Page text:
The orthopedic doctor treating the injured employee will prescribe the amount of physical therapy the employee should have. Some orthopedic doctors are very good at estimating the number of physical therapy sessions an injured employee will need and will prescribe accordingly. For instance, the doctor will prescribe physical therapy for the lumbar spine “3 x 4," which tells the physical therapy facility to treat the injured employee three times per week for four weeks. The return appointment with the doctor’s office is normally scheduled after the anticipated date of the last physical therapy treatment. This allows the doctor to assess the benefits of the physical therapy treatment program, but it is after the fact. (WCxKit)
 
 
Unfortunately, some orthopedics will prescribe the same amount of physical therapy for just about every patient they see. If every patient is "3 x 4” or “3 x 6,” some injured workers end up having too much physical therapy and some end up not having enough. When the injured employee does not get enough physical therapy, they return to the doctor before they have not recovered from their injury. The doctor then prescribes more physical therapy and sets up another return visit to the doctor’s office.
 
 
When the orthopedic describes physical therapy, the physical therapy facility wanting to insure payment, will normally call the workers compensation adjuster for approval to provide the treatment. The adjuster does not know whether the physical therapy is needed or not. Most adjusters will not question the need for physical therapy, figuring if the doctor requested it, it must be needed. This often results in the injured employee receiving more physical therapy then is needed.
 
 
One approach to the adjuster’s dilemma of whether to approve physical therapy or not, is to refer the request for physical therapy to utilization review. Utilization review can eliminate some excess physical therapy treatment, but utilization review makes their judgment calls based on the information in the doctor’s medical notes. Utilization review will not know if the injured employee recovers faster than normal resulting in the injured employee continuing to go to physical therapy when the physical therapy is not providing any further benefit.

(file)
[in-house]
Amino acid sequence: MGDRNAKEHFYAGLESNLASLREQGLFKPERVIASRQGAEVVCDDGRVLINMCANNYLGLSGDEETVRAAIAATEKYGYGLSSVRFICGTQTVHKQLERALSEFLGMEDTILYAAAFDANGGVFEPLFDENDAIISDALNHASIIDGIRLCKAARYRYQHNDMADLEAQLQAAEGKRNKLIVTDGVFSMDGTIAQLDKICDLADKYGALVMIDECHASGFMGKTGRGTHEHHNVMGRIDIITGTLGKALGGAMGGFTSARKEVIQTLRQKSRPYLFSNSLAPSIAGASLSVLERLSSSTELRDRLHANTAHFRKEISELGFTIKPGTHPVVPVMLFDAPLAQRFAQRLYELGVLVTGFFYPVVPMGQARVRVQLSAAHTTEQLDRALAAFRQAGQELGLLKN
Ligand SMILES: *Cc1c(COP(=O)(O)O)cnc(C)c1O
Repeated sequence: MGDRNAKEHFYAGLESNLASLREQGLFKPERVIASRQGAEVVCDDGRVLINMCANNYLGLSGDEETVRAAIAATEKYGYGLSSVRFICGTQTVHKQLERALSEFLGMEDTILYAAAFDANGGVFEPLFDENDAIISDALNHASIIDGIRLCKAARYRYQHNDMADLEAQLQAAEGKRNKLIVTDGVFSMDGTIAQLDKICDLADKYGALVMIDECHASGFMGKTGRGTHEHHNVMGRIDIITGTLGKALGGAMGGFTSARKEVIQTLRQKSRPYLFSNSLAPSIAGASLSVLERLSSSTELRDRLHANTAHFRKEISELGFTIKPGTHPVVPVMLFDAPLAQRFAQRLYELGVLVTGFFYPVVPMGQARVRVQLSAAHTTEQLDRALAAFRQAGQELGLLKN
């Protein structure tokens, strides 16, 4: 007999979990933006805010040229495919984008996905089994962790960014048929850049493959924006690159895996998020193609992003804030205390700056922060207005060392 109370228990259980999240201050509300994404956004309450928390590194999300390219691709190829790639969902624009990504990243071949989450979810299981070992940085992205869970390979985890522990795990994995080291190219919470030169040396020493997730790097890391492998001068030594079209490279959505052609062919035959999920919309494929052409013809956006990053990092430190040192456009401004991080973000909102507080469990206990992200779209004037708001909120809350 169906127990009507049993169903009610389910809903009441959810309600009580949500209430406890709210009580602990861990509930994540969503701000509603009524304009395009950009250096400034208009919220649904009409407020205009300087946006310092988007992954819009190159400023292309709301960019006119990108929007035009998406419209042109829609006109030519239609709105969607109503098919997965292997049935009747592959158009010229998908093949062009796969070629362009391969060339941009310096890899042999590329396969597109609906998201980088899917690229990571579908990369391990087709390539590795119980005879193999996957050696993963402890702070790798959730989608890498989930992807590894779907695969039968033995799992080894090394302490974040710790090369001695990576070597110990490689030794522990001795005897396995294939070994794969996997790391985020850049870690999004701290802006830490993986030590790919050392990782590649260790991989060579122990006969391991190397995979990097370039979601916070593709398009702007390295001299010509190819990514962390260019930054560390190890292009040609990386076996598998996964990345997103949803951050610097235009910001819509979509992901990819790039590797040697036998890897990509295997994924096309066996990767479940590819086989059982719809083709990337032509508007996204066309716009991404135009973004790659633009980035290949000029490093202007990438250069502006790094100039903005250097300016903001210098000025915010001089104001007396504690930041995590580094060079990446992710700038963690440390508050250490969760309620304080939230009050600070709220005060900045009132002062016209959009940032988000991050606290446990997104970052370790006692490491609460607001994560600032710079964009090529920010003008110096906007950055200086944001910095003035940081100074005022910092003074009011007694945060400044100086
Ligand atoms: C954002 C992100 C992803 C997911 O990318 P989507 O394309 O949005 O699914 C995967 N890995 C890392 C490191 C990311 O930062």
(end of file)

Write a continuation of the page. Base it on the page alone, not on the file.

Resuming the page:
A recent innovation in managing the physical therapy treatment is the development of results based treatment approach. Instead of the injured employee going to the physical therapy office 15 times because the doctor wrote a “3 x 5” script, the injured employee goes to the physical therapy office for as many or as few times needed for the employee to make a proper recovery from their musculoskeletal injury.
 
 
In the traditional fee for services model of physical therapy treatment, it is in the financial best interest of the physical therapy facility to continue physical therapy treatment until the doctor sees the injured employee again. This often results in excess treatment. The results based approach to physical therapy aligns the interest of the employer and the insurer with the physical therapy facility, where the timely recovery and return to work benefits all parties including the employee.
 
 
A results based approach to physical therapy allows a single flat fee for service. This reduces a lot of paper work for the adjuster, by having one bill to pay, rather than many physical therapy bills. (WCxKit)
 
 
Results based physical therapy treatment appears to be an innovative way for employers and insurers to manage the physical therapy treatment process and to provide the injured employee with the treatment needed in a timely manner. The management of physical therapy through results based treatment benefits everyone.